In the first I see only darkness. Faint circles hang beneath eyes that would be lovely were they not so hollow. They sit in a face of skin that has grown gray and gaunt wanting flesh to soften the harsh lines of cynicism. She is bitter. She is cold. I try to make sense of her words but she speaks only perversion so there is no sense to be made of it. Any comfort I try to offer is promptly rejected, so we sit in silence. I stare longer than I should as her brokenness brings me down. Finally she goes away. Still stung by her envy, I search for another pair of eyes.

With great determination, I move along.

The next eyes are blue, bright yet sad. They are hopeful but they are weary. Tiny pupils filled with fear wishing to be brave. Cheeks rosy, lashes long. A face much prettier than its owner knows. There are moments bright and beautiful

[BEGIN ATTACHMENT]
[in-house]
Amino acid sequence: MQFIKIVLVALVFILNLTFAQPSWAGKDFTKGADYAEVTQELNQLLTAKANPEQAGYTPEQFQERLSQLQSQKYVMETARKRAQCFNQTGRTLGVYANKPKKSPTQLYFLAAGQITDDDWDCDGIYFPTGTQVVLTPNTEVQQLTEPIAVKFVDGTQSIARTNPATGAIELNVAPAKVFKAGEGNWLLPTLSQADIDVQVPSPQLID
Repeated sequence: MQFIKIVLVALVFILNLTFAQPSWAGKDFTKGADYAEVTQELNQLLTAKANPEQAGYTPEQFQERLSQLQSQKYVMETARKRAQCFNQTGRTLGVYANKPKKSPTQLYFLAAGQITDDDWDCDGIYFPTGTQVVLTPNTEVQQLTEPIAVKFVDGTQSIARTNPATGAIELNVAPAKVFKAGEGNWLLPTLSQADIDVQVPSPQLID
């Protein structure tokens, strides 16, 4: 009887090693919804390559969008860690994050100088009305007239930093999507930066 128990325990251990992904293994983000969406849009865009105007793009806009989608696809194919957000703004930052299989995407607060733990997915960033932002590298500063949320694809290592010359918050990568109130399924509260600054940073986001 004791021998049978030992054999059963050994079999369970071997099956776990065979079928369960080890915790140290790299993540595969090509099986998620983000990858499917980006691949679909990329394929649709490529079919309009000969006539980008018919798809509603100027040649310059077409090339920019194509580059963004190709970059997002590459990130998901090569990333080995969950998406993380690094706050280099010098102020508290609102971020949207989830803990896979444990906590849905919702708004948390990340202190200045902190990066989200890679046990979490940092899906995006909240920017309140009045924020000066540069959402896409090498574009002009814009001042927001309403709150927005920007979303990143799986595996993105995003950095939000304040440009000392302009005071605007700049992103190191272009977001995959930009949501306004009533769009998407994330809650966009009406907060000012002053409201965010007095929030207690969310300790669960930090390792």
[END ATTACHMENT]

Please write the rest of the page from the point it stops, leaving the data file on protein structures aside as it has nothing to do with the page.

before her, smiles so shining and new, but to her they are
tainted by the clinging past and daunting future.
me1 - Version 2Loved ones gather around her table warmed by a meal she prepares, but she misses the joy in their laughter as she questions if she got the spices just right. I tell her the food is perfection; she tells me I am wrong. Her dearest calls her lovely but she does not hear him as she wonders what everyone in the room thinks of her. Another flicker of fear lights her eyes and I do not want to look anymore.